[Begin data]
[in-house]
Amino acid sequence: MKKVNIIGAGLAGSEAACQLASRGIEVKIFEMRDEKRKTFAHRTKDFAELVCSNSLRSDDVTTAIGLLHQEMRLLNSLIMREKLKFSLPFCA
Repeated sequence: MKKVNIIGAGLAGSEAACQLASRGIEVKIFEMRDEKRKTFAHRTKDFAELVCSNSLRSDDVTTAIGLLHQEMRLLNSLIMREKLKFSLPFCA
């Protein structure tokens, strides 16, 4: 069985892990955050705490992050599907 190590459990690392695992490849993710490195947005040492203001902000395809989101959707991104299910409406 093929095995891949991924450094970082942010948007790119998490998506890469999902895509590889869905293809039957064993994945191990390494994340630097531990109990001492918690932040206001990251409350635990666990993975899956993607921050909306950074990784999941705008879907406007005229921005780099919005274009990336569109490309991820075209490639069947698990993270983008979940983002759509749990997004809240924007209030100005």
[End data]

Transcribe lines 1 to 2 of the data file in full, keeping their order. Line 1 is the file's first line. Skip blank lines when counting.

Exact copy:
[in-house]
Amino acid sequence: MKKVNIIGAGLAGSEAACQLASRGIEVKIFEMRDEKRKTFAHRTKDFAELVCSNSLRSDDVTTAIGLLHQEMRLLNSLIMREKLKFSLPFCA